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View Full Version : Fatter strings usually equals more volume?



Ukecaster
01-29-2019, 05:58 PM
I have a solid mahogany tenor, strings are old and need replacing. Came with Nylguts, but not a fan, at least on this uke. The old strings on there now are Living Waters, with a Nylgut A (original A snapped, had a spare Nylgut A). The Nylgut A sounded great mixed with the LW set, I assume the Nylgut was fatter, and I hate a wimpy sounding A string. However, like I said, I didn't like a full Nylgut set on this uke. Wouldn't mind a bit more volume, and usually prefer flouros.

I have a set of Worth CT here, but was also considering trying Martin M620, since I've liked Martins on sopranos. I noticed that the Martins are larger gauge on all except the A: G is 5% thicker, C is 16%, E is 8%, but the Martin A string is 3% thinner than the Worth set. I know, the Martins are inexpensive to try, but just wondering if these differences in string sizes can translate into more volume, or is it just a miniscule difference, if any??

Any thoughts welcome.

70sSanO
01-29-2019, 06:45 PM
It all comes down to how well the soundboard handles higher tension. Technically higher tension with thicker strings are louder but a ukulele soundboard is pretty small. Too much tension can choke the sound especially on a C string and result in a thud on some notes. Over the years I have found that you just have to try it to see how it works.

John

bazmaz
01-29-2019, 11:46 PM
I think generally speaking that is true - i.e - thicker will mean more power driven into the ukulele. However, there are also a multitude of other things at play - how the soundboard is tensioned and braced itself, the rest of the build, the string material too.

Personally, i find thinner strings can create more volume. More zing and punch.

Jerryc41
01-30-2019, 01:53 AM
I think you're confusing fatter strings with fatter fingers. :D

EDW
01-30-2019, 02:01 AM
Unfortunately, I think the concept above that you may just need to experiment and see how they respond for you and your instrument is right. I have sometimes found completely different results than what I read in reviews. As some mention, at times I have found certain strings to seem completely dead. FWIW- I think the new Martin premium strings may be worth adding to the list of things to try.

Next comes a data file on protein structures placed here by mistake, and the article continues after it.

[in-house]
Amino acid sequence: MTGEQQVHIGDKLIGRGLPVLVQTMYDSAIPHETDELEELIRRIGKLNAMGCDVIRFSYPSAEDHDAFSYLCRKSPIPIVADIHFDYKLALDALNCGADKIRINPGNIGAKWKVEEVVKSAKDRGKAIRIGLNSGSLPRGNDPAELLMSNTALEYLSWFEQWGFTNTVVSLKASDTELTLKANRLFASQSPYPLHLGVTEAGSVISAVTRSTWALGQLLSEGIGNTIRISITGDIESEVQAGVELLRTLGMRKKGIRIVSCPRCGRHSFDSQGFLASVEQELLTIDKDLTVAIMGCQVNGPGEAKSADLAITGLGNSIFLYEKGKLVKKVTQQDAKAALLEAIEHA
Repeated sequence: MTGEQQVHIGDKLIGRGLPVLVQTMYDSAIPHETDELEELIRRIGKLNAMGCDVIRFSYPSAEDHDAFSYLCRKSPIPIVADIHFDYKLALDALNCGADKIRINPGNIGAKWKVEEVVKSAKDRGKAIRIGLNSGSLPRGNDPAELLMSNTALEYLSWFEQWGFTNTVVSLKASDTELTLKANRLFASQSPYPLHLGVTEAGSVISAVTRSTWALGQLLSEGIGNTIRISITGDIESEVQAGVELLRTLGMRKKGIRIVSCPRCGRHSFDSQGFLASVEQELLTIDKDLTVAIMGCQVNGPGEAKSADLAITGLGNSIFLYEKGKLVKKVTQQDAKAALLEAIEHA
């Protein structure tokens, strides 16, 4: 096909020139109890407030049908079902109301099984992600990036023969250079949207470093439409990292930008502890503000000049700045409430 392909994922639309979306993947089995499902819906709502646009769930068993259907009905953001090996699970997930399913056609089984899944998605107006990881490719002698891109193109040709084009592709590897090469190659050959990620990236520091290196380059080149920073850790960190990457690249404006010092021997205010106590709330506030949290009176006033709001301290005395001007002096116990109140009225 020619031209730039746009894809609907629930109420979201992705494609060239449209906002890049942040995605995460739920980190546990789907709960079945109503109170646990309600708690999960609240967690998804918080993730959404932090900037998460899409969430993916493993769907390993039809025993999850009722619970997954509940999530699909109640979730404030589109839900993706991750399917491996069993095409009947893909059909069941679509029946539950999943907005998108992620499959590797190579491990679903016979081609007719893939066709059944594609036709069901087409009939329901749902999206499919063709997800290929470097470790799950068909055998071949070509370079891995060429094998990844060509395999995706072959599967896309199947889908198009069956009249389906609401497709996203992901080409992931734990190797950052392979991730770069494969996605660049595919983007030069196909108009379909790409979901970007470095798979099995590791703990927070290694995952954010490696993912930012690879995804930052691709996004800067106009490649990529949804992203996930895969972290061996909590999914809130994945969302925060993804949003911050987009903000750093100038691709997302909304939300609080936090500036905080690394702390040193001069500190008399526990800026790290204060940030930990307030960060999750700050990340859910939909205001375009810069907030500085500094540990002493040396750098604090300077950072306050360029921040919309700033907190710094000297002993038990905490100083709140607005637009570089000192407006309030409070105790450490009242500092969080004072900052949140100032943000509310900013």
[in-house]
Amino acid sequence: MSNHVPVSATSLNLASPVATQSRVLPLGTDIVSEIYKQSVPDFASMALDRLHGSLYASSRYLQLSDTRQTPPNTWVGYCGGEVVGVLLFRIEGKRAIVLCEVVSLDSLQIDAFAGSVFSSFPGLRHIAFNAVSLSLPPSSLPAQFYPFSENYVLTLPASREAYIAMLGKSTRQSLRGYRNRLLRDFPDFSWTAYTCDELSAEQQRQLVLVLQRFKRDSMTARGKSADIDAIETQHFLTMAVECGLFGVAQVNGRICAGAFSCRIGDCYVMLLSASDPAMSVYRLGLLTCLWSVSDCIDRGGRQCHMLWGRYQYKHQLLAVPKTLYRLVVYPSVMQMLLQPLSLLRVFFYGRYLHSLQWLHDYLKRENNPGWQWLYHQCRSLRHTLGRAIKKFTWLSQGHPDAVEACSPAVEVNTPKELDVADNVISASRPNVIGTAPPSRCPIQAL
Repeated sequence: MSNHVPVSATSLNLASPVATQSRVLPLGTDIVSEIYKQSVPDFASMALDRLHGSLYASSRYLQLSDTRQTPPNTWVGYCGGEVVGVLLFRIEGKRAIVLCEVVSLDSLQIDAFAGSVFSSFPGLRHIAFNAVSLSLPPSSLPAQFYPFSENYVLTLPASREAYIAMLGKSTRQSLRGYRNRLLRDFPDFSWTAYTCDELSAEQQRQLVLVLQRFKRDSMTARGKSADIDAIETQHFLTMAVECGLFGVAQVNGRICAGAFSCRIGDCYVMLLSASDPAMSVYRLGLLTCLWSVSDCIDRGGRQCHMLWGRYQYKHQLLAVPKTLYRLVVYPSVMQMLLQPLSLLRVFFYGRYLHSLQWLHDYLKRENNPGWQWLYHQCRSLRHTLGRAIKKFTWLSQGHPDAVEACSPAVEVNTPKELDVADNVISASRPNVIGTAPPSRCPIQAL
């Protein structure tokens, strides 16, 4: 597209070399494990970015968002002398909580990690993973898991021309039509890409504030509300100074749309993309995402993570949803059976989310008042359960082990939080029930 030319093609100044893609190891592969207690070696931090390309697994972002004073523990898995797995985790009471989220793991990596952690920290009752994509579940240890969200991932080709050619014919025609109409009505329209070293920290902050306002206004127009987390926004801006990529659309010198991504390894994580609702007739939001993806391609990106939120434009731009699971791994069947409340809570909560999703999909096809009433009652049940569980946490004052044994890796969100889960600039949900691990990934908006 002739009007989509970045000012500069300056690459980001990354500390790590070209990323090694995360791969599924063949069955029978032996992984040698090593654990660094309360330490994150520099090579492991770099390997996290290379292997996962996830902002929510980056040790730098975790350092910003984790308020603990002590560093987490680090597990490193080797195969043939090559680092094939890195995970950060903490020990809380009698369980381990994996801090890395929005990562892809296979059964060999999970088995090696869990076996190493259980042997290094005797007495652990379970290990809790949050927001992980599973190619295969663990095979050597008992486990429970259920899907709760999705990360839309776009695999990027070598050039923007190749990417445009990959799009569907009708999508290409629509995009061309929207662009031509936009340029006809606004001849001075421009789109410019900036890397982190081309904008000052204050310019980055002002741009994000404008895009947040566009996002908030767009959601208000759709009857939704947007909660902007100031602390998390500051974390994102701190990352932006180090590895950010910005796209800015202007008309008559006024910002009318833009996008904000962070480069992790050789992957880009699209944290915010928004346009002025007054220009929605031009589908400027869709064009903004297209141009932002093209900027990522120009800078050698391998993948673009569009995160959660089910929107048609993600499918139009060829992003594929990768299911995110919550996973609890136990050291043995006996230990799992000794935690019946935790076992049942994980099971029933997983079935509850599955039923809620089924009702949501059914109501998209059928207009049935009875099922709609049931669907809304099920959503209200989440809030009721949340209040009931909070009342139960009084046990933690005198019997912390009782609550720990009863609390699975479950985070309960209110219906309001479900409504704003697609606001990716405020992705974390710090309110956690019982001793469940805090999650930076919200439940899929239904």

hendulele
01-30-2019, 07:09 AM
Unfortunately, I think the concept above that you may just need to experiment and see how they respond for you and your instrument is right. I have sometimes found completely different results than what I read in reviews. As some mention, at times I have found certain strings to seem completely dead. FWIW- I think the new Martin premium strings may be worth adding to the list of things to try.

Strings can vary a lot instrument to instrument. I have a set of the Martin premiums on my el cheapo Makala and they sound and feel so much better than the Nylguts that came with it. Now I pick up that beater all the time.

Same story with my Famous, which I bought used but (I think) had the stock strings, which are somewhat like D'Addario Titaniums. The Martin premiums have added an extra dimension to an already delightful uke. I have Living Waters on my Lanikai ... excellent. And I have fishing line on my Flea and Ohana sopranos, and they're terrific.

The variety of sound and feel among instruments and strings can be stunning.

EDW
01-30-2019, 07:41 AM
The variety of sound and feel among instruments and strings can be stunning.

Yeah, it is surprising, which is why it is best to see what works best on your instrument, your tastes and your playing.

spookelele
01-30-2019, 09:08 AM
volume = force.
force = mass x acceleration.
volume = mass x acceleration.

longer string = more mass
denser string = more mass
thicker string = more mass

higher tension = higher acceleration
more mass has higher tension to get the same frequency, which also increases the force.

If the uke isn't changing, the way to get more volume is thicker string of the same density or denser string. Or get more acceleration, which requiires longer travel of the string, which is plucking harder.

That said, I like m600, but I don't like 620's. There's more to the quality of a sound than volume.